Graphene, a strong, lightweight carbon honeycombed structure that’s only one atom thick, holds great promise for energy research and development. Recently scientists with the Fluid Interface Reactions, Structures, and Transport (FIRST) Energy Frontier Research Center (EFRC), led by the US Department of Energy’s Oak Ridge National Laboratory, revealed graphene can serve as a proton-selective permeable membrane, providing a new basis for streamlined and more efficient energy technologies such as improved fuel cells.
“Now you’re able to take a barrier that you can make very thin, like graphene, and change it so you build gates on a molecular scale,” says principal investigator Franz Geiger of Northwestern University, the senior author and a FIRST researcher.
With a tight lattice of carbon reminiscent of chicken wire, pristine graphene was believed to be impenetrable. Current studies, however, have shown that in aqueous solutions, graphene allows surprising numbers of protons to pass through its atomic structure.
The researchers’ first step was to create an atomically thin layer of graphene on fused silica, an effort led by ORNL’s Ivan Vlassiouk, an expert in the synthesis of two-dimensional materials including graphene using chemical vapor deposition techniques.
The scientists later isolated the paths of movement the protons followed. By creating a single-layer sliver of graphene on silica glass, separated from the glass by mere molecules of water, the scientists designed a trap for the hopping protons. Changes in the acidity of the aqueous solution on either side of the graphene layer revealed the covert gating mechanism in the material’s structure, which they were able to detect using a laser technique called second harmonic generation.
“The major advantage of second harmonic generation,” says Northwestern’s Jennifer Achtyl, lead author of the Nature Communication article, “is that it is highly sensitive to chemistry at the interface or, in this case, the nanometer-thick environment between the aqueous solution and the surface of the silica. This acute sensitivity and the fact that these experiments can be run nondestructively were critical to our ability to capture experimental evidence of the transfer of protons through graphene.”
Using computational methods to analyze the configurations of defects in the graphene, the FIRST researchers isolated proton-transfer occurrences at defect areas. In addition, the team demonstrated that even the smallest of molecules, hydrogen and helium, are unable to pass through the proton gates under normal conditions.
“Finally, when we were able to put all the pieces together, we made a conclusive statement that—even though there’s a high energetic barrier for proton transport through graphene—if you lower that energetic barrier, you can allow protons to pass right through,” says Unocic. “This opens a new pathway for the atomic-scale engineering of graphene.”
Key to energy’s future?
Although the scientists focused on the fundamental mechanics of graphene surfaces, the results of this study open the doors for further graphene development across the energy economy and beyond.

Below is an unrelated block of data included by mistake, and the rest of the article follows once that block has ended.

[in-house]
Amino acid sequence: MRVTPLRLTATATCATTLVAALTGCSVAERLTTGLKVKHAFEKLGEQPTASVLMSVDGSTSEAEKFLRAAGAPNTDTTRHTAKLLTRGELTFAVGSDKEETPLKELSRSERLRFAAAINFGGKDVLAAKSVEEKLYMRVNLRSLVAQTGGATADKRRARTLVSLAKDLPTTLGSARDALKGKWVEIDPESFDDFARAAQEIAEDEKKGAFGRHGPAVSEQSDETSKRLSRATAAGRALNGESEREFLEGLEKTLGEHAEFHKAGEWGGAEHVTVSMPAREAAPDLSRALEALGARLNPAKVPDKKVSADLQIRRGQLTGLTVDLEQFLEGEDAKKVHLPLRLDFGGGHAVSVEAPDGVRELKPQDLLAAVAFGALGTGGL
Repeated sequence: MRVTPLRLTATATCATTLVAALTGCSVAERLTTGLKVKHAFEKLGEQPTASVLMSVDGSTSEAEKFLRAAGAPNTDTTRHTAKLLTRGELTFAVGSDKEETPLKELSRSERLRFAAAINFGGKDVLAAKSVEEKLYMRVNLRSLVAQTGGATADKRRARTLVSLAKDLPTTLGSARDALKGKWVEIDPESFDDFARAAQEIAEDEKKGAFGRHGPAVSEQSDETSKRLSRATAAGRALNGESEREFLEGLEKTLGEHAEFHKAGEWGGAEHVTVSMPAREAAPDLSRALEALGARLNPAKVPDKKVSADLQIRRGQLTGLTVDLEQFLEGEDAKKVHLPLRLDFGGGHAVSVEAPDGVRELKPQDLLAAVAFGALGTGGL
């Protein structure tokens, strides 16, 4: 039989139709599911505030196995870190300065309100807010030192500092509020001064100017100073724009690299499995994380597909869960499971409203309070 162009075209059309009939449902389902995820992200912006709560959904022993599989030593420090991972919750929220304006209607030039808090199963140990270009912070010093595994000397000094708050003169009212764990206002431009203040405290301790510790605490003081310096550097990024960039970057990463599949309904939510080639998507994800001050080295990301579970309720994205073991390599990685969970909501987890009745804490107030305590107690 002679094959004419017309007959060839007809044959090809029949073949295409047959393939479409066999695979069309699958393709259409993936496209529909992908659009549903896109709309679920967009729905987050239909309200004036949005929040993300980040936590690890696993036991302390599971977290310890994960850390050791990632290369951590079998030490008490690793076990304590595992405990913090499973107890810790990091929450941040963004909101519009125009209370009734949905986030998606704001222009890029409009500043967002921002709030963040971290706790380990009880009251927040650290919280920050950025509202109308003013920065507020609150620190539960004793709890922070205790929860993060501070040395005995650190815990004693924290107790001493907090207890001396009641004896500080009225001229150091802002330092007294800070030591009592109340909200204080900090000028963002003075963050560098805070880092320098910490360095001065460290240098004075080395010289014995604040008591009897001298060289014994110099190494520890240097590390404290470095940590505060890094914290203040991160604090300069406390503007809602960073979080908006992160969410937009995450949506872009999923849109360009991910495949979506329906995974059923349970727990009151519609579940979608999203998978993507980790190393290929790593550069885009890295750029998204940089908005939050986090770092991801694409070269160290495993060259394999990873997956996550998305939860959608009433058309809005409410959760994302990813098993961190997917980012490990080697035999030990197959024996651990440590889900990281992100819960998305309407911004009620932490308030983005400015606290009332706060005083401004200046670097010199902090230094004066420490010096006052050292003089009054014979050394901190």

With fuel cells, to name but one area of promise, issues range from cumbersome size to fleeting efficiency. Isolating single ion-transfer mechanisms and structural gaps in graphene could facilitate improvements in the production, transportation and use of energy.
“We’ve looked at this problem from really as many sides as you can possibly look at it with today’s technology,” Geiger says. “It makes a very strong case for taking the effect that we’ve observed and the mechanism that we’ve found and doing something technologically relevant with it. There are so many people working with graphene that to show how aqueous protons actually transfer across graphene will make a big difference.”
Abstract – Aqueous proton transfer across single-layer graphene
Proton transfer across single-layer graphene proceeds with large computed energy barriers and is therefore thought to be unfavourable at room temperature unless nanoscale holes or dopants are introduced, or a potential bias is applied. Here we subject single-layer graphene supported on fused silica to cycles of high and low pH, and show that protons transfer reversibly from the aqueous phase through the graphene to the other side where they undergo acid–base chemistry with the silica hydroxyl groups. After ruling out diffusion through macroscopic pinholes, the protons are found to transfer through rare, naturally occurring atomic defects. Computer simulations reveal low energy barriers of 0.61–0.75 eV for aqueous proton transfer across hydroxyl-terminated atomic defects that participate in a Grotthuss-type relay, while pyrylium-like ether terminations shut down proton exchange. Unfavourable energy barriers to helium and hydrogen transfer indicate the process is selective for aqueous protons.
SOURCES – Oak Ridge National Lab, Nature Communications